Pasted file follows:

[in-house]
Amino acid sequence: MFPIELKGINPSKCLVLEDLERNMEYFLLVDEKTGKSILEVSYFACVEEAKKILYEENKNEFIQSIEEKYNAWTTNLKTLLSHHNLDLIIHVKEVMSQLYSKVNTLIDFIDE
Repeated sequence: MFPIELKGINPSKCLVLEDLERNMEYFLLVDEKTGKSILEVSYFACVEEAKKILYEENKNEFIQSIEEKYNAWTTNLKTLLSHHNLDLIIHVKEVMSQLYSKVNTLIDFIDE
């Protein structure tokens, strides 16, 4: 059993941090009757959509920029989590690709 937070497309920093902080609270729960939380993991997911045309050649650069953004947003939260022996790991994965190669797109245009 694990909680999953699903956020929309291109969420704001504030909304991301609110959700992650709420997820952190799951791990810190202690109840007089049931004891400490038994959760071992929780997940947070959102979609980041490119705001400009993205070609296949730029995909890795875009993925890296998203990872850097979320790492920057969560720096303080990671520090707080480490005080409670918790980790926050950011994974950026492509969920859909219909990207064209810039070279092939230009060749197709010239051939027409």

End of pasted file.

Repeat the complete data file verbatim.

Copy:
[in-house]
Amino acid sequence: MFPIELKGINPSKCLVLEDLERNMEYFLLVDEKTGKSILEVSYFACVEEAKKILYEENKNEFIQSIEEKYNAWTTNLKTLLSHHNLDLIIHVKEVMSQLYSKVNTLIDFIDE
Repeated sequence: MFPIELKGINPSKCLVLEDLERNMEYFLLVDEKTGKSILEVSYFACVEEAKKILYEENKNEFIQSIEEKYNAWTTNLKTLLSHHNLDLIIHVKEVMSQLYSKVNTLIDFIDE
């Protein structure tokens, strides 16, 4: 059993941090009757959509920029989590690709 937070497309920093902080609270729960939380993991997911045309050649650069953004947003939260022996790991994965190669797109245009 694990909680999953699903956020929309291109969420704001504030909304991301609110959700992650709420997820952190799951791990810190202690109840007089049931004891400490038994959760071992929780997940947070959102979609980041490119705001400009993205070609296949730029995909890795875009993925890296998203990872850097979320790492920057969560720096303080990671520090707080480490005080409670918790980790926050950011994974950026492509969920859909219909990207064209810039070279092939230009060749197709010239051939027409």